Committee of Public Accounts: Press Notice


Publication of the Committee's 23rd Report, Session 2007-08

Edward Leigh MP, Chairman of the Committee of Public Accounts, today said:

"The Department of Health's performance in turning two years of increasing deficit in the NHS into a surplus in 2006-07 of over half a billion pounds is very commendable. But the headline figures mask some unwelcome evidence that the NHS is not yet travelling along the road to long-term financial health.

"More than one in five NHS organizations are still in deficit, collectively running up a gross deficit of £917 million in the year. There are still large variations in the financial performance of different types of NHS organization. There are striking regional variations in financial performance. And, even though the overall quality of healthcare looks to have been improved, some Primary Care Trusts limited the amount of healthcare they delivered either to make savings or because their budgets were cut.

"Bad financial management at local level can have significant consequences for patients: there is a clear link between the financial performance of a body and the quality of its clinical services. This is a lesson which must be driven home across the NHS, to both financial and clinical staff.

"Another lesson is that local bodies must be able to demonstrate that they have provided a level of healthcare that meets local needs. Large surpluses will prompt the question why this money could not have been used to deliver a higher level of healthcare."

Mr Leigh was speaking as the Committee published its 23rd Report of this Session which, on the basis of evidence from the Department of Health, examined the financial performance of the NHS, how the financial turnaround was achieved, and the impact of this turnaround on services and the future.

The Department of Health (the 'Department') and the NHS achieved a surplus of £515 million in 2006-07, representing 0.6% of total available resources. Following two years of rising deficits, the Department, working with the NHS, has done well in restoring overall financial balance.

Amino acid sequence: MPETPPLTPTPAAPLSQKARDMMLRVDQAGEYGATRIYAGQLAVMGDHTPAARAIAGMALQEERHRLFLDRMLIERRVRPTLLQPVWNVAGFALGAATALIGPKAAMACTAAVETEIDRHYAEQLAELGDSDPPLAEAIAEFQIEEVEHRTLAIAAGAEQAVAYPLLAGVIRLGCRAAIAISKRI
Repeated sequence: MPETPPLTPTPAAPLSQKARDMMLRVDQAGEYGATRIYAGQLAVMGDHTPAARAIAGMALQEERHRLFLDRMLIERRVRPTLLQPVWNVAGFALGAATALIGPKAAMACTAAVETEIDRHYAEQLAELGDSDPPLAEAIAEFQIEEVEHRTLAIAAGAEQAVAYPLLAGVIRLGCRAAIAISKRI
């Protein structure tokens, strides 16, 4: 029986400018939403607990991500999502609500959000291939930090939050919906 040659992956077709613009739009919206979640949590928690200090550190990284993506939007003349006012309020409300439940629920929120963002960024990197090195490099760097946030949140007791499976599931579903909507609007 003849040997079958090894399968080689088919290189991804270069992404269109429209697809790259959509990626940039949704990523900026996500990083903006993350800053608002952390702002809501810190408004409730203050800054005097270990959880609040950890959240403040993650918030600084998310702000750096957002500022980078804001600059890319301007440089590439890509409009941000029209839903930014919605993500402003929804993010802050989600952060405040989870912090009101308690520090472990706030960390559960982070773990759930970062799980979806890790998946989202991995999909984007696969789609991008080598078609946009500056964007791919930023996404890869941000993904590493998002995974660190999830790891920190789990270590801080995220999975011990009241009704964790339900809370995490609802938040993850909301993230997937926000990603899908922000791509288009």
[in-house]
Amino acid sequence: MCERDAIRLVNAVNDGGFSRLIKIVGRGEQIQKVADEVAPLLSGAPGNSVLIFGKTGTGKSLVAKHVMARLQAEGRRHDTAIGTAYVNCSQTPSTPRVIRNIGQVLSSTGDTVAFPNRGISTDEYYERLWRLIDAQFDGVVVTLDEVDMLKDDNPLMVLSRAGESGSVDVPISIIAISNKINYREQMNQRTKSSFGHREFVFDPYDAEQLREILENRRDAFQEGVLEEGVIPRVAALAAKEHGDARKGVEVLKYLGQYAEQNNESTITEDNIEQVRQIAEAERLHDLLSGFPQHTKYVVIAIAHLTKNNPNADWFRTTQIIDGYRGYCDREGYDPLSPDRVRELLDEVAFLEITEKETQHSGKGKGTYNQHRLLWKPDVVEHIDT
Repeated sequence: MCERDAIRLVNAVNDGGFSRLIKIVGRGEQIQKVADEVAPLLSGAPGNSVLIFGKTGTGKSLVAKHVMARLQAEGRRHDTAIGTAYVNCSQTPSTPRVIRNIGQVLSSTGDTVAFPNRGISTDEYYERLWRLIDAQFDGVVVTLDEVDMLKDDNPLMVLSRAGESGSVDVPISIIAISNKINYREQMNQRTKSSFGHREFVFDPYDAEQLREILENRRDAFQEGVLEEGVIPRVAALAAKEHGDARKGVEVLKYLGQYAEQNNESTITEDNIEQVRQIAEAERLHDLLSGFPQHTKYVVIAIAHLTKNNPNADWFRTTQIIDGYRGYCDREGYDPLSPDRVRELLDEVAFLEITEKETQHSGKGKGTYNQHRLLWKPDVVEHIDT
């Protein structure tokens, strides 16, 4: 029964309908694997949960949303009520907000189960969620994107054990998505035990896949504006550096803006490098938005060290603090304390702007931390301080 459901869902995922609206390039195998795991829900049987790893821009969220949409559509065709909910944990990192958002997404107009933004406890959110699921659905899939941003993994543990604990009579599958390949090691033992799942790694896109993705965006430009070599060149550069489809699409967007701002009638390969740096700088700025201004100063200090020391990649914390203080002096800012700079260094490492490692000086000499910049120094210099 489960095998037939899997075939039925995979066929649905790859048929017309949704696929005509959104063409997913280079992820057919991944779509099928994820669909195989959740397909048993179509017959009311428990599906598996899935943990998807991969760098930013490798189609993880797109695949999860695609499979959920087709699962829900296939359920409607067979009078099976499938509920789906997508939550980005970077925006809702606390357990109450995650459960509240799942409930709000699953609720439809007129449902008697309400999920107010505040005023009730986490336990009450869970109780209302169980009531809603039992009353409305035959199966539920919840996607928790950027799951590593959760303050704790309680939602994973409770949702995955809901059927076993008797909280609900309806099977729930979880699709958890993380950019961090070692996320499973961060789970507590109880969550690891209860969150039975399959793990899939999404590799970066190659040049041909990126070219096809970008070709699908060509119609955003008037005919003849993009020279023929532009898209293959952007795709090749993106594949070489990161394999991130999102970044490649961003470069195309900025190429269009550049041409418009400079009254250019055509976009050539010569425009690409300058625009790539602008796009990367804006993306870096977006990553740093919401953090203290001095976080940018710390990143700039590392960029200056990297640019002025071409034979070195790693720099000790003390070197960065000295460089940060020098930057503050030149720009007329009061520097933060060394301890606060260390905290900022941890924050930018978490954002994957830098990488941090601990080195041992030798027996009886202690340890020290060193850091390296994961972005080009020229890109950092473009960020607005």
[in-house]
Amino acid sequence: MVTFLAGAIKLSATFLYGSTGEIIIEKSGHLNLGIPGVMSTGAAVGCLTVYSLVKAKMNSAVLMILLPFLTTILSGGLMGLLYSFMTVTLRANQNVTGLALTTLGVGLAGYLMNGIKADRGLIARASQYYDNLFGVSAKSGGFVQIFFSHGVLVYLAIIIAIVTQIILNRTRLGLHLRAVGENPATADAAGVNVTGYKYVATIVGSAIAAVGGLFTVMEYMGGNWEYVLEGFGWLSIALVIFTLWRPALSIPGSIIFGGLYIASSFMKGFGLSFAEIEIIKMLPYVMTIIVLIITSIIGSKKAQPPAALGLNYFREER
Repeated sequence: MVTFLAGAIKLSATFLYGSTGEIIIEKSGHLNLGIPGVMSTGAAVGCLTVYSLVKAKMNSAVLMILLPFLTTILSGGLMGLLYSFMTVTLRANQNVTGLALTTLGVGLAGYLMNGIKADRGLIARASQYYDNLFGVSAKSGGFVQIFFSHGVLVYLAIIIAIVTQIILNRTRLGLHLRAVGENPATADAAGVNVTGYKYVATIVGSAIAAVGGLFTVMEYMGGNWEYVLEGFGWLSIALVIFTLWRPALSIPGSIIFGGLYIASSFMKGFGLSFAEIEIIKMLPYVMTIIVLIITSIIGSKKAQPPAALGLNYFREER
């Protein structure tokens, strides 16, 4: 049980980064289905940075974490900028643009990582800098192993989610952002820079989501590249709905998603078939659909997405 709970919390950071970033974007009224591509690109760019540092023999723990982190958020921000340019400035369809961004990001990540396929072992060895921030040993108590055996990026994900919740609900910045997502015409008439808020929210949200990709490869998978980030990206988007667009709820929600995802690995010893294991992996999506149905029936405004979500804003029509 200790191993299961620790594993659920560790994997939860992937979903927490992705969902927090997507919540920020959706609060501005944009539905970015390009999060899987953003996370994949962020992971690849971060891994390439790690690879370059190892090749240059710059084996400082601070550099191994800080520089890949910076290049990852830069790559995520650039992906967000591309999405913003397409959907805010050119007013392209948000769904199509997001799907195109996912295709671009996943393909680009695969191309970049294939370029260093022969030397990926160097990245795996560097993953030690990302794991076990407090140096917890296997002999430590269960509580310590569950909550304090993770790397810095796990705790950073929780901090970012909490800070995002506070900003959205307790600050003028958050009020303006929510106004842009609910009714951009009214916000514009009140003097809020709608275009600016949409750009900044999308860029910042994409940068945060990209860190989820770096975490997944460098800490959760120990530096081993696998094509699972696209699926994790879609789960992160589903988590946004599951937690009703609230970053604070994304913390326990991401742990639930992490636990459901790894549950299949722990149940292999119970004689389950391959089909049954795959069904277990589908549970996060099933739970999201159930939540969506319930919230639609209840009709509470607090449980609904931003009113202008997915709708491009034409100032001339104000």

While the national picture is one of financial surplus there remain variations in financial performance. The surplus is concentrated in Strategic Health Authorities, whilst overall Primary Care Trusts and NHS Trusts remain in deficit Of the 372 NHS organisations, 82 recorded a deficit of £917 million, with 80% of this being reported by just 10% of NHS organisations. There are also regional variations, with the East of England Strategic Health Authority area having a deficit of £153 million and the North West achieving a £189 million surplus. Financial recovery is therefore inconsistent and more needs to be done so that all parts of the NHS achieve financial balance.

The question arises whether financial balance was achieved through sustainable improvements in NHS financial management or through tighter central control and service reductions. The Department required some allocations to be withheld from NHS organisations notably through the top-slicing of Primary Care Trust budgets and through diversion of training expenditure to support deficits. As a result, some Primary Care Trusts were unable to deliver all of the health care they might have, with some delivery against local priorities being reduced or delayed through limits on health care activity. Overall, however, the quality of service improved during the year, as rated by the Healthcare Commission.

The Committee concludes that the return to financial balance is the result of the Department's tighter performance management of NHS finances in the way funding flowed through the NHS together with a programme of support for local organisations with particular financial difficulties. In the short term, this largely centralist approach was appropriate. For the future if the NHS is to remain in financial balance more health organisations locally need to improve their financial management. Failure to keep a tight grip on financial performance will undermine health care for patients.